LRASM Topside Launchers

Just a brief note on what is happening in the broader world of Naval warfare preparation. NavyRecognition provides conceptual drawings of topside launch tubes for the Long Range Anti-Ship Missile (LRASM).

Significantly the launchers for this much more capable missile are not expected to require any more space or support than the Harpoon missile and with upgrades it is expected to also incorporate a land attack capability.

As I have noted, the Coast Guard does not seem to have been considered in the Navy’s plans to increase “distributed lethality,” but should the need arise it looks like these would fit well between the Bridge and the 57mm on the National Security Cutters. We might also find a place for them on the Offshore Patrol Cutter. It should be possible to provide the supporting wiring, piping, control systems, etc. to support these relatively easily, even if the missiles and launchers themselves are not mounted, allowing rapid upgrade. (Cutters on Alaska Patrol have to be among the closest US units to Russian Pacific bases.)

11 thoughts on “LRASM Topside Launchers

  1. With VL capability and a range of hundreds of miles no military or paramilitary ship design is needed as platform. It could be launched from a container ship/armed merchantman.

    You fell for the same wrong thinking as do navies, which are so platform-centric that they do not notice when their beloved platforms are unnecessary.

    • True,, you could launch from a merchant ship. That would work best in making a pre-planned surprise attack on a fixed target.

      On the other hand, if you were in a rapidly developing tactical situation, you would want good secure communications and a shared tactical picture with access to intelligence. You might also want an independent targeting capability.

      You could of course put those things on a merchant ship, but we have them on the cutters already.

      If you want to shoot more than once, you might want some self defense capability and more damage control capability than a typical merchant ship. You could add those too, but again, we already have those on the cutters as well.

      Using a merchant ship has the potential advantage of anonymity, but can you really load it on a ship and then have the ship wait until the missiles are needed? How long can you maintain that anonymity?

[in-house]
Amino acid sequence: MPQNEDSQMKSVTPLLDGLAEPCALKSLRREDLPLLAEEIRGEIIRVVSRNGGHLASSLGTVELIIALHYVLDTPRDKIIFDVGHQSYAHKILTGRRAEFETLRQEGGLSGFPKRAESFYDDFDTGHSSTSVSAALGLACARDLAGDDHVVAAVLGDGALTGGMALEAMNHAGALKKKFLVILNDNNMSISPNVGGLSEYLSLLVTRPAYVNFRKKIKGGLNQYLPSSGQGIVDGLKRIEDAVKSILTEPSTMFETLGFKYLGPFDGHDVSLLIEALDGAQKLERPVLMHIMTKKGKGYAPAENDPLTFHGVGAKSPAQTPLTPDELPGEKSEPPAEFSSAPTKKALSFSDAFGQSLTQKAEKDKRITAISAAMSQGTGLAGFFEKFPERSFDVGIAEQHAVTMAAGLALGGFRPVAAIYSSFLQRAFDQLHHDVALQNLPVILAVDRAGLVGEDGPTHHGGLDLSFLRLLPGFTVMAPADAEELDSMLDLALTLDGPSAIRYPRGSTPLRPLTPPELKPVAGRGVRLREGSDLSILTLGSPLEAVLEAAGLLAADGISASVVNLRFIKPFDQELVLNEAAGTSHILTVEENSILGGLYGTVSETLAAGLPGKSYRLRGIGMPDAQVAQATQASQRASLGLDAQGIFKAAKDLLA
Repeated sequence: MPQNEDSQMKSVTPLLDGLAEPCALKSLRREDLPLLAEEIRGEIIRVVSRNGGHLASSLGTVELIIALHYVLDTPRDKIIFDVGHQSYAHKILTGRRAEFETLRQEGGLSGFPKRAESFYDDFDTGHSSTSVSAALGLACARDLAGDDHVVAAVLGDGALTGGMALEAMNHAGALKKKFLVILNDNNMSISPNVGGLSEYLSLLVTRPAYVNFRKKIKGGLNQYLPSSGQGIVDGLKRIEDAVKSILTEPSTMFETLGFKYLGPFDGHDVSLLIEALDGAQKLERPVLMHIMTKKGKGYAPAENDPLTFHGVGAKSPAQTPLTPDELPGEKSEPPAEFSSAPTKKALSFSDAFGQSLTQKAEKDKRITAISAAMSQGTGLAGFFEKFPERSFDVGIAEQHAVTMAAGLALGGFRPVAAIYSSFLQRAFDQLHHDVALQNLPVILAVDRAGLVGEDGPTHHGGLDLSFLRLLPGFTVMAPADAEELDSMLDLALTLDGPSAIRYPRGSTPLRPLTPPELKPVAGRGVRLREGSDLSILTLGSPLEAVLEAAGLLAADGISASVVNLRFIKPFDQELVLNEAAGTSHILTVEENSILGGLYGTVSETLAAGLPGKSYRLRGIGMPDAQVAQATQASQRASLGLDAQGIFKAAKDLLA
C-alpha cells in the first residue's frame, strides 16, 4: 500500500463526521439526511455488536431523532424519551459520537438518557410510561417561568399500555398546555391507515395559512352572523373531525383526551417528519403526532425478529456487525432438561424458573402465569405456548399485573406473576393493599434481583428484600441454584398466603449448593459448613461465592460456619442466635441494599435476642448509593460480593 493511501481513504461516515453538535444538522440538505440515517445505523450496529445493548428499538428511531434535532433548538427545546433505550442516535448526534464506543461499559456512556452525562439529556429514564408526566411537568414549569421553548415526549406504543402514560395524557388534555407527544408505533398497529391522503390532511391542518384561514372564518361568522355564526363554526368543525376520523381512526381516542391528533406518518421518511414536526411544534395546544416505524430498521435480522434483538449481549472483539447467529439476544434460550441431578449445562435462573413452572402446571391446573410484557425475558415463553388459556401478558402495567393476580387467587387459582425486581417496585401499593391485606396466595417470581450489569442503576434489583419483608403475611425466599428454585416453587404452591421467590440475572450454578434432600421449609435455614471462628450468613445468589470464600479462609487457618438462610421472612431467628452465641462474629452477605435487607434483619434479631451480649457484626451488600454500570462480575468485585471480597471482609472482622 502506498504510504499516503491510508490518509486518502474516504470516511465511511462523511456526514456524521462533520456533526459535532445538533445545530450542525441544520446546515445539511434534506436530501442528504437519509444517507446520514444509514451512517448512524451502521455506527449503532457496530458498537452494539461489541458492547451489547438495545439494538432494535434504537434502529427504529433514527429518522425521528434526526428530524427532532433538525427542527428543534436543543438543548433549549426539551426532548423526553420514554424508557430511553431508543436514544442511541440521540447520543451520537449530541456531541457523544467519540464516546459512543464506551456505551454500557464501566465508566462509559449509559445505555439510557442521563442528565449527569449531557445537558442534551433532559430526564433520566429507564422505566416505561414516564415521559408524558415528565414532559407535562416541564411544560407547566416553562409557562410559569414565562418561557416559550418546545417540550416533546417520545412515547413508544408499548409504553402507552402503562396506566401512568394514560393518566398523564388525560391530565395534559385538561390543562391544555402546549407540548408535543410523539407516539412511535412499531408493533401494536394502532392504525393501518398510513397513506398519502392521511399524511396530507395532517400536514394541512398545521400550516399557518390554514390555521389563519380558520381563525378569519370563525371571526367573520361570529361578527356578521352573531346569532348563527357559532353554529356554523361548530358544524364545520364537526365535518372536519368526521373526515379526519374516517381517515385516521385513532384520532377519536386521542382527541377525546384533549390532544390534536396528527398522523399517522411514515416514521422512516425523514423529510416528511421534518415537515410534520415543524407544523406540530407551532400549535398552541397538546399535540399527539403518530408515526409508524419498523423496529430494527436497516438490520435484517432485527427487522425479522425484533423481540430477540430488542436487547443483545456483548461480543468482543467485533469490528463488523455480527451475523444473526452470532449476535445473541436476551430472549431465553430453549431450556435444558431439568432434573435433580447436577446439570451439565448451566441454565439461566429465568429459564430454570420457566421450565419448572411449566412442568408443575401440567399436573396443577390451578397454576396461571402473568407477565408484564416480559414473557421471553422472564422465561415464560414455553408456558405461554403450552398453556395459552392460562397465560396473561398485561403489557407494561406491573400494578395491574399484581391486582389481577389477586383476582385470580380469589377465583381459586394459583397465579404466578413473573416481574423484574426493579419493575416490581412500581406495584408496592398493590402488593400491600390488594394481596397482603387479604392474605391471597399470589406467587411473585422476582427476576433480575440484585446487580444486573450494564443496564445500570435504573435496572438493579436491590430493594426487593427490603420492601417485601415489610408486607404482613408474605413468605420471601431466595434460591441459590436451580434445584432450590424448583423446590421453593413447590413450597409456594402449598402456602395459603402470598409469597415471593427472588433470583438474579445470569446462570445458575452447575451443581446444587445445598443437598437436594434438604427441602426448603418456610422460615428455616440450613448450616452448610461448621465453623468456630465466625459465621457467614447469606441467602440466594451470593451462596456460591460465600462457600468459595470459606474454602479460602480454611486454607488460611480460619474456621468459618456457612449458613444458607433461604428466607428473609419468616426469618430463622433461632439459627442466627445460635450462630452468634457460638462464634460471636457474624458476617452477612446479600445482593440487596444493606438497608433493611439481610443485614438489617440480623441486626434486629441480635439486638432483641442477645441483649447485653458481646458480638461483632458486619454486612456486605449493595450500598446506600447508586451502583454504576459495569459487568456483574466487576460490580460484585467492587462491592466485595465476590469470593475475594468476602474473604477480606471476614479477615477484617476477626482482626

In any case, you have to pay for the merchant ship and its crew, plus any necessary supporting personnel.

      What I was suggesting was the cheapest possible way to add a unit with the capability, because the ship and crew are already paid for, as are communications, self defense, and damage control capabilities. The cutters are also faster than most merchant ships.


      • B-52s and B-1Bs were already paid for as well, and could launch such missiles with immunity to everything but fighters.

        Again; I think you’re searching for jobs for your favourite platforms – the same mistake done by navies all too often.
        A CG cutter is no better than a USN replenishment ship as a cruise missile platform.

        Furthermore; Why assume that the CG would be dispensable in its peacetime mission during wartime?

      • Air Force bombers and Navy attack aircraft will almost certainly also launch these missiles, that was already planned. But that has not meant the Navy did not want to spread them around some more.

        There are currently legal issues with putting “offensive” weapons on MSC crewed ships which constitute all USN underway replenishment ships. Further their communications systems are not nearly a comprehensive as those on the new cutters which includes a special intelligence facility on the NSCs and space for one on the OPCs. MSC ships are also currently unarmed except for weapons .50 cal. and below. They also have no ESM or ECM. Adding these would significantly increase their operating costs.

        “Why assume that the CG would be dispensable in its peacetime mission during wartime?” Because priorities change when you go to war, and you are engaged in an existential struggle, fisheries and drug smuggling would seem less important. Really if you look at how the nation spends its money, the priority is already on defense. In wartime, it would be even more so.

        Also I was not recommending actually installing the weapons, only making provision for installing them quickly if needed.

      • Not sure what you mean by “MSC”. Fact is, USN fleet replenishment oilers were equipped with Phalanx CIWS and Sea Sparrow missile (which had some capability against ships) during the Cold War.

      • @Lastdingo, I can recall when AOEs were pretty well armed with several twin 3″/50s and SeaSparrow. That is no longer the case. All underway replenishment vessels are now civilian manned and while they may have positions where CIWS could be mounted, they actually sail with nothing larger than .50 cal. I do think you could make a case they should be better armed than they are,

  2. because we usually are. always under armed. but can still take a hit with well trained damage control. under estimated by most.

  3. Nothing wrong with keeping your adversaries guessing as to from where and how a strike will occur, complicating their own tracking and targeting efforts. That is the basic theory behind the whole distributed strike concept. There is some validity to the concept especially when confronted with an adversary with significant capabilities i.e China or Russia. There is more to this than searching for new jobs to do by favorite platforms.

  4. Pingback: LRASM for Ports, Waterways, and Coastal Security | Chuck Hill's CG Blog

  5. Pingback: “Defense Primer: U.S. Precision-Guided Munitions” –CRS | Chuck Hill's CG Blog

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